Kolkata seems to go back in the culture of hitting the theatres on lazy Sunday evenings. Well, the City Dwellers have enough reason to do so. Some power packed performances from the well-known theatre personas of Kolkata off late, have pulled a certain cross section of the audience to the push back chairs of the Manchas of the City.
Well, keeping up with the tradition of good reputed intellectual work, Bratya Basu’s ‘Boma’ is surely bombing the right sentiments among the people of the City. Although he stays in news more for being the Tourism Minister of the Mamata Banerjee government, Bratya Basu seems to be better placed in the human hearts when it comes to designing of plays on stage. Undoubtedly, the production of BOMA with it’s on stage poetry and directed reality, Basu have been able to stir up the grey cells of the theatre goers of the times.
BOMA is based on the Alipore bomb case trial of 1908, when nationalists such as Aurobindo Ghosh and his brother Barindra were among 33 jailed following a blast on April 29 that killed the wife and daughter of a British lawyer. However, the target was a British judge who escaped the plot. But if one thinks BOMA is restricted to the portrayal of 1908, he is wrong. The production leaps out of its historic time and finds significance in the modern day politics of leadership issues, lobbies, groups, mistrust and a clash of egos.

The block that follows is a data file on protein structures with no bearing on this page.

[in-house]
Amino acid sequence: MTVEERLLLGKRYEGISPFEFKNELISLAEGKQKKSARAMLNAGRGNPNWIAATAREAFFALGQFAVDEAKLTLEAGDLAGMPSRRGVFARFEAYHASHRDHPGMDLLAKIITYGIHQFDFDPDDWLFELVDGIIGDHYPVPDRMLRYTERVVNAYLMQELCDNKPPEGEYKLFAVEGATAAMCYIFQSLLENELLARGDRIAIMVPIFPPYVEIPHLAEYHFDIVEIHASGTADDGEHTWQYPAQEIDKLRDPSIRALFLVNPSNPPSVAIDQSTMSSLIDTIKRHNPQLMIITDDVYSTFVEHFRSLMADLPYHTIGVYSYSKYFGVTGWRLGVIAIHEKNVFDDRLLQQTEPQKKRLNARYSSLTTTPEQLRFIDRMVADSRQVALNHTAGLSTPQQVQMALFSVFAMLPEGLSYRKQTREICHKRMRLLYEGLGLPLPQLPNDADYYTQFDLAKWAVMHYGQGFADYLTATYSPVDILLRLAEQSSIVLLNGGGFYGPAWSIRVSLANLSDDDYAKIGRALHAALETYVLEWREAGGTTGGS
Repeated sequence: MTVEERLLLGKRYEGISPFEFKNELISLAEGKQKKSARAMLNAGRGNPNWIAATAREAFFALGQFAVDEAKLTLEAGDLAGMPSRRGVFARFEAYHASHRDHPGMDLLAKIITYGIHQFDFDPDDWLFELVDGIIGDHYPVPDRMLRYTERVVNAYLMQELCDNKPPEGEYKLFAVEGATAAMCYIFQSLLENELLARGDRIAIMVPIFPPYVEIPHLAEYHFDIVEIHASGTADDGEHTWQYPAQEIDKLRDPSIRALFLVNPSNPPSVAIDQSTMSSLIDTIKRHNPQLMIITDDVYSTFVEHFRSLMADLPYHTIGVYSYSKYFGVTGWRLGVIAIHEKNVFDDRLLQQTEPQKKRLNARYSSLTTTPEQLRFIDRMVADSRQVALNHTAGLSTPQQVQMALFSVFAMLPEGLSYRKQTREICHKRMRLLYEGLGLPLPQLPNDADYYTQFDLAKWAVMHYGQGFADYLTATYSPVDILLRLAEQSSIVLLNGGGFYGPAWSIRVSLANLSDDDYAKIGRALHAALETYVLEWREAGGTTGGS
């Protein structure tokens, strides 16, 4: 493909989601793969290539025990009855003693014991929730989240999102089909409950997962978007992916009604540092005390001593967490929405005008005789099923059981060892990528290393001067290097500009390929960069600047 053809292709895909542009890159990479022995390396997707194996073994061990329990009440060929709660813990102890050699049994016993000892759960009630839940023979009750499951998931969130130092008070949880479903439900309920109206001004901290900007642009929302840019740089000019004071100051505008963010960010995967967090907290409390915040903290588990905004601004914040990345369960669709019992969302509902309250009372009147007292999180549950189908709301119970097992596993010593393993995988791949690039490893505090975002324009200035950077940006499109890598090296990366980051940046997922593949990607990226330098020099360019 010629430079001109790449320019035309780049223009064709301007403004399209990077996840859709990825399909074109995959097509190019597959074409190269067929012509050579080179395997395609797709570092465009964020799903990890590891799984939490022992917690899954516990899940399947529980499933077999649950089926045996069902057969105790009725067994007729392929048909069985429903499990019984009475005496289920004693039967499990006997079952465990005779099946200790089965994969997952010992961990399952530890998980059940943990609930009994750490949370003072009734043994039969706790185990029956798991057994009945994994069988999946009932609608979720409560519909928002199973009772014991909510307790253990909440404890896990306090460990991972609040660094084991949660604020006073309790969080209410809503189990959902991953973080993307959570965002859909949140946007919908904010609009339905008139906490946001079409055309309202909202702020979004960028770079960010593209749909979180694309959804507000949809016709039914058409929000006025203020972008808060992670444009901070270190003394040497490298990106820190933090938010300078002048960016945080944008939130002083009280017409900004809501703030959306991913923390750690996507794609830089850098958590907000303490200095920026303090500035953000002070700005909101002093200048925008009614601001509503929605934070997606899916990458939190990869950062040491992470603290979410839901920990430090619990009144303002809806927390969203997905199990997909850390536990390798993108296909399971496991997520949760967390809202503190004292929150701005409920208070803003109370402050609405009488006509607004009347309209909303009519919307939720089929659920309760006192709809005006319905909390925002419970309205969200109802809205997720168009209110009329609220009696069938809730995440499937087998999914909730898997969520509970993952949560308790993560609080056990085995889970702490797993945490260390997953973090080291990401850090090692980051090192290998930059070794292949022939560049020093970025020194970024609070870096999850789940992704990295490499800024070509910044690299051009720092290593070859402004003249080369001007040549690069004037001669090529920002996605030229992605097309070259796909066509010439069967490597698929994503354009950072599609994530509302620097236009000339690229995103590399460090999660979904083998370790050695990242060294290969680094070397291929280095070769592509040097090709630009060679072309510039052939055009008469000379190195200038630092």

It even portrays an ‘atmaghati’ leadership that transforms “Revolutionary Aurobindo” to “Rishi Aurobindo”. There is an atmosphere of inter-textual plots and interplay of egos in the play. It transcends the trial and finds its place in the day-to-day strife in human life.
At one stage, “anarchist” Barindra Ghosh is shown as transforming into a megalomaniac of sorts, apparently symbolising some of today’s leaders. In contrast, his brother Aurobindo steps away into the life of a saint before settling down in Puducherry.
The play depicts a class of superficial people who pay homage to their “big talks, funny excuses, taking falsehood to an art form, trying to be over smart and experts in falsehood. Besides, these are people who are essentially cowards, mentally hostile and always quarreling”. An acute theatre lover is sure to go back to the Pungent Poet Pope’s Age of Neo Classical Literature all over again. The stage crafts used by Basu in his play were also a visual treat for the audience. It justified the concept of intertexting of plots and incidents. The visuals spoke for itself.
At a point when the police officer uses harsh words on the middle class society, itis undoubtedly one of the best satirical scenes of the play. It gives the picture of Middle Class Intelligentia the Sisyphus of his own ego and self-centeredness.
The main storyline, though, revolves around the nationalist fervour of 1908 when groups such as Dhaka Anushilon Samity, and the Kolkata-based hardline Bengal Revolutionary Party worked to “free the native land from the rule of the British”.
The mixing of Sadhus and Revolutionaries in the play deserves to get a special mention and particularly the way Bratya Basu has treated them. It undoubtedly throws a question to the present political spectrum of the state. Although BOMA dates back to 1908, it finds the true significance in Basu’s way of telling the story in 2015.
Reviewed by Spandan Banerjee (Joint Editor of Campus)